OFF KUWAITI COAST – A civilian Kuwaiti vessel with four people on board sank 15 miles off the Kuwaiti coast Friday night.
The Kuwaiti Navy Operations Center contacted the Combined Maritime Forces headquarters and requested Search and Rescue support. Kuwaiti officials coordinated all diplomatic clearance arrangements for the operation.
Combined Task Force 158 took the lead of the mission and quickly commenced SAR operations, dispatching the U.S. Coast Guard coastal patrol boat Cutter Wrangell, home ported in South Portland, Maine, and a helicopter from the Australian guided missile frigate HMAS Stuart. The helicopter from Stuart launched in less than one hour from initial notification and began difficult nighttime search efforts.
The aircrew of the SH-70B-2 Seahawk located the four survivors and kept them in sight until Wrangell arrived on the scene to recover the four. All were reported in good condition, suffering only from minor exposure.
Coalition forces have a long standing tradition of helping mariners in distress by providing assistance, such as food, water and rescues at sea. This marks the fourth time during the past month Coalition ships have rendered assistance in the CMF area of operations.
CTF 158, currently commanded by Rear Adm. Kendall Card, U.S. Navy, operates in the North Arabian Gulf and oversees U.S. and coalition ships involved in Maritime Security Operations. CTF 158’s primary mission in the NAG is maintaining security in and around both the Al Basrah and Khawr Al Amaya Oil Terminals, in support of U.N. Security Council Resolution 1790.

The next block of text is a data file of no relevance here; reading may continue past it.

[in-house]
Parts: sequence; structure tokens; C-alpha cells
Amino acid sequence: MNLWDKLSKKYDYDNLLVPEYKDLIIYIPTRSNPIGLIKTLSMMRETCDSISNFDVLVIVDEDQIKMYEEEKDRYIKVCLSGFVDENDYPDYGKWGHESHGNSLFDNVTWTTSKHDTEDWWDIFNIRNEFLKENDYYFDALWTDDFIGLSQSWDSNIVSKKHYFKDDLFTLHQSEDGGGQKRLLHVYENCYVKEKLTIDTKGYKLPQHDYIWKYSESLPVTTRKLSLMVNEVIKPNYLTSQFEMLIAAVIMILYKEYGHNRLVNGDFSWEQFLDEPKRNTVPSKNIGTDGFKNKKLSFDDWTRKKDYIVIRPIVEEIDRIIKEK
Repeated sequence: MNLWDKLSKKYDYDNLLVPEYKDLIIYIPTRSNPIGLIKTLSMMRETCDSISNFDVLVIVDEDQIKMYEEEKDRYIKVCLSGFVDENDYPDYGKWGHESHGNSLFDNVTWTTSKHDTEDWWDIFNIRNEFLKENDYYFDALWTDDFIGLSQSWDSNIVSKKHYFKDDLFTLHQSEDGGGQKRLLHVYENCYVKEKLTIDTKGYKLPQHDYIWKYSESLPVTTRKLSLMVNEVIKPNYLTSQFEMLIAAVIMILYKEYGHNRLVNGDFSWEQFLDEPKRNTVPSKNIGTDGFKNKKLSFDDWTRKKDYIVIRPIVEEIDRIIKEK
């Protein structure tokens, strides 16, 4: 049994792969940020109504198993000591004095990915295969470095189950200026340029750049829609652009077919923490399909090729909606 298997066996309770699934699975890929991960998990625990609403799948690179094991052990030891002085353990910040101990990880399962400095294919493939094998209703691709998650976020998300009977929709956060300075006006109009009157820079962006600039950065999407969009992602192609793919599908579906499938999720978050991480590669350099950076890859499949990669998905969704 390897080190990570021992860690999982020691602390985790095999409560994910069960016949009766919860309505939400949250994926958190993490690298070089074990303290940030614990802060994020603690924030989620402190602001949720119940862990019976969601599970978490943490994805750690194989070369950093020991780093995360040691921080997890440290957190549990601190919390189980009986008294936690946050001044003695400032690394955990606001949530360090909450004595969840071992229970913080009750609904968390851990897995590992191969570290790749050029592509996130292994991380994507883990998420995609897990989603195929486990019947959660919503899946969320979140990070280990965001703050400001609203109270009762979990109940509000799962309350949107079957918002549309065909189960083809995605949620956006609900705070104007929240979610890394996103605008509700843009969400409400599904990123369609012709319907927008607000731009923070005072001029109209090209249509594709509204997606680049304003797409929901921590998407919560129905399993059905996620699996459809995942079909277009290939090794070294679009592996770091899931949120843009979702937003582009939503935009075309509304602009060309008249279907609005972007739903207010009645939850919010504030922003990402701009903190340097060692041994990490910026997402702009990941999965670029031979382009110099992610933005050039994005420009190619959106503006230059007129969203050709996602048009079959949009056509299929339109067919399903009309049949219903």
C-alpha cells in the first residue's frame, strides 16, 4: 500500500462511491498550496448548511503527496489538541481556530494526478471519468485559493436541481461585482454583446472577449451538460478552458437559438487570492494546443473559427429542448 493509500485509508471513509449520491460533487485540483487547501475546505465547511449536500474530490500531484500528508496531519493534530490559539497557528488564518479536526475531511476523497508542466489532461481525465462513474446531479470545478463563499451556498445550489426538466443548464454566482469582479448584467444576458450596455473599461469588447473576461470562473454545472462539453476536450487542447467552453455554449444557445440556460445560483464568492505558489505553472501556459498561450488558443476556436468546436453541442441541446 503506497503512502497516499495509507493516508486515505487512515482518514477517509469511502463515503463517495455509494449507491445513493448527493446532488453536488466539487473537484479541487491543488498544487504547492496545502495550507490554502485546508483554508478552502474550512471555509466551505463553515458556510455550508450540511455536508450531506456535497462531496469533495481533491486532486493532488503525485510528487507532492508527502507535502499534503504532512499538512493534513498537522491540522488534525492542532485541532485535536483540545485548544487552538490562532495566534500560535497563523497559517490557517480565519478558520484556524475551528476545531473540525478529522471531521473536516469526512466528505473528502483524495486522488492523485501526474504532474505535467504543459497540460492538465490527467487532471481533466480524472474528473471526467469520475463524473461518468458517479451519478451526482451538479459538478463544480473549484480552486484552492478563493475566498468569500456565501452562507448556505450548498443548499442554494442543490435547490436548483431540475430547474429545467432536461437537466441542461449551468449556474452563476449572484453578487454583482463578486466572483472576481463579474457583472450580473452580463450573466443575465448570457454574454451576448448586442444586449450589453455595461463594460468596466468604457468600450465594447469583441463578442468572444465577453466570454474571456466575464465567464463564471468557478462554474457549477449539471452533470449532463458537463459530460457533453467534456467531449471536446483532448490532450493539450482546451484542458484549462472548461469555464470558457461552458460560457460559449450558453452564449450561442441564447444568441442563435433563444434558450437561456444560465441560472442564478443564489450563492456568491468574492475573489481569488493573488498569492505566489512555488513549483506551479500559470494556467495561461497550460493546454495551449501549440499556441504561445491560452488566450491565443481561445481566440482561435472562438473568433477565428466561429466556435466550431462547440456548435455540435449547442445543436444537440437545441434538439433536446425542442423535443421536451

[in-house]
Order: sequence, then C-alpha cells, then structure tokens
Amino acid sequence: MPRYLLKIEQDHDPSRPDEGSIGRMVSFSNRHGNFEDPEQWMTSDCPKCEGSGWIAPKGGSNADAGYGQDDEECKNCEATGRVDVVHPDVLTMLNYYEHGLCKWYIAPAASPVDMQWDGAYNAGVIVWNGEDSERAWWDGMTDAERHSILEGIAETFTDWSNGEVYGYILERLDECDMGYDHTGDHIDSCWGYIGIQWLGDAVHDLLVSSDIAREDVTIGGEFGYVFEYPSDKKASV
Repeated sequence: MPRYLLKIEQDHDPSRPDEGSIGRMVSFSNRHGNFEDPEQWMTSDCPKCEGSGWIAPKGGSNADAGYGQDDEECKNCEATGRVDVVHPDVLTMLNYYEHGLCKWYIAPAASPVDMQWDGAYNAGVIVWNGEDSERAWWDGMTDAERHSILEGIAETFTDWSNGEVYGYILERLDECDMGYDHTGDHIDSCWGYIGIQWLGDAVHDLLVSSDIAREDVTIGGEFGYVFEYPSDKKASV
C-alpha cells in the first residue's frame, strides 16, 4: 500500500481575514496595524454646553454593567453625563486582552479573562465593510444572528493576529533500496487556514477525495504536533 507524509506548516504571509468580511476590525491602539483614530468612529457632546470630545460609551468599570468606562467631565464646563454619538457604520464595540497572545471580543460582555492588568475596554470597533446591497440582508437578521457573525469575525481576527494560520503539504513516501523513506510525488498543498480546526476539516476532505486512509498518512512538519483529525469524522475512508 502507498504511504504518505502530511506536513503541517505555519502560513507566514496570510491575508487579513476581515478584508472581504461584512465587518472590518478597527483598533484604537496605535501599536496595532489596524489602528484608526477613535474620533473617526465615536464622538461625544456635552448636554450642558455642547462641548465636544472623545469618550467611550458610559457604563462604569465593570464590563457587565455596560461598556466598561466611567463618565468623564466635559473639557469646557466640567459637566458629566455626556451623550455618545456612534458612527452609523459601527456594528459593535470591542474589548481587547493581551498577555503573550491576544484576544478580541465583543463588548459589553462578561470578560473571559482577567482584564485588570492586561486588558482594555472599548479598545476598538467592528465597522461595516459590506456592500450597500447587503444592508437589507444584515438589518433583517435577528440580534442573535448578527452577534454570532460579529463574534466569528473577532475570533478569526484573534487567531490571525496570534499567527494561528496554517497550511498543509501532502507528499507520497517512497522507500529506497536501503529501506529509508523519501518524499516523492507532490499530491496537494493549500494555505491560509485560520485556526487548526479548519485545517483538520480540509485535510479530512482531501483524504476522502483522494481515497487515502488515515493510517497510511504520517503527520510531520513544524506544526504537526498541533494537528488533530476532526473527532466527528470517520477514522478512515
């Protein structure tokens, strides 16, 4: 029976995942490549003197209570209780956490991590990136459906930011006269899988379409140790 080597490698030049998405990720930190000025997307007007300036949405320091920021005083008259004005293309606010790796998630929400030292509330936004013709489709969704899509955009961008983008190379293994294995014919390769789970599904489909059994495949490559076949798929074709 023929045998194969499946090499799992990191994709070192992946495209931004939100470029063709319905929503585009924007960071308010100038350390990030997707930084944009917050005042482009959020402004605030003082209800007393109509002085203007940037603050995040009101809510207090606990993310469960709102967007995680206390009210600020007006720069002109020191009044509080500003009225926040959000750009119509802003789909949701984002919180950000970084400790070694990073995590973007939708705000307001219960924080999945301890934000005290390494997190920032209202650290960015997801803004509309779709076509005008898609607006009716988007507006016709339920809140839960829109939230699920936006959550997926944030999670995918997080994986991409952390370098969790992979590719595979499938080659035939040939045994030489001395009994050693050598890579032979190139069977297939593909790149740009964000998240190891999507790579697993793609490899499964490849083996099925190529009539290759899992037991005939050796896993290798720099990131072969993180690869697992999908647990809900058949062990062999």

MSO help develop security in the maritime environment. From security arises stability that results in global economic prosperity. MSO complements the counterterrorism and security efforts of regional nations and seek to disrupt violent extremists’ use of the maritime environment as a venue for attack or to transport personnel, weapons or other material.
Vice Adm. Bill Gortney, Commander, Combined Maritime Forces, praised the rescue team’s efforts saying “Your actions to protect the safety of life at sea demonstrated tremendous teamwork and represented the outstanding dedication of all coalition partners to ensure maritime security. Four people are alive today because of your efforts. I thank all of you who participated in this rescue.”
Over 250 U. S. Coast Guardsman are forward-deployed to the U.S. Central Command area of responsibility in support of Maritime Security Operations, including six 110-foot patrol boats, law enforcement detachments, and many personnel serving in support and logistics roles that make up Patrol Forces Southwest Asia. As evidenced by daily activities in the Northern Arabian Gulf, the U.S. Coast Guard is an invaluable resource for Maritime Security Operations, whether through the enforcement of security zones around the Al Basrah and Khawr Al Amaya Oil Terminals, which produces over 90 percent of Iraq’s gross domestic product, conducting safety sweeps of vessels, or boarding local fishing dhows to increase maritime security in the region.
“Search and rescue is a bread-and-butter Coast Guard mission,” commented Lt. Brock Eckel, commanding officer of Wrangell. “This is a great example of our outstanding Coalition partnership in the region. Our crew was eager to contribute and their performance was superb.”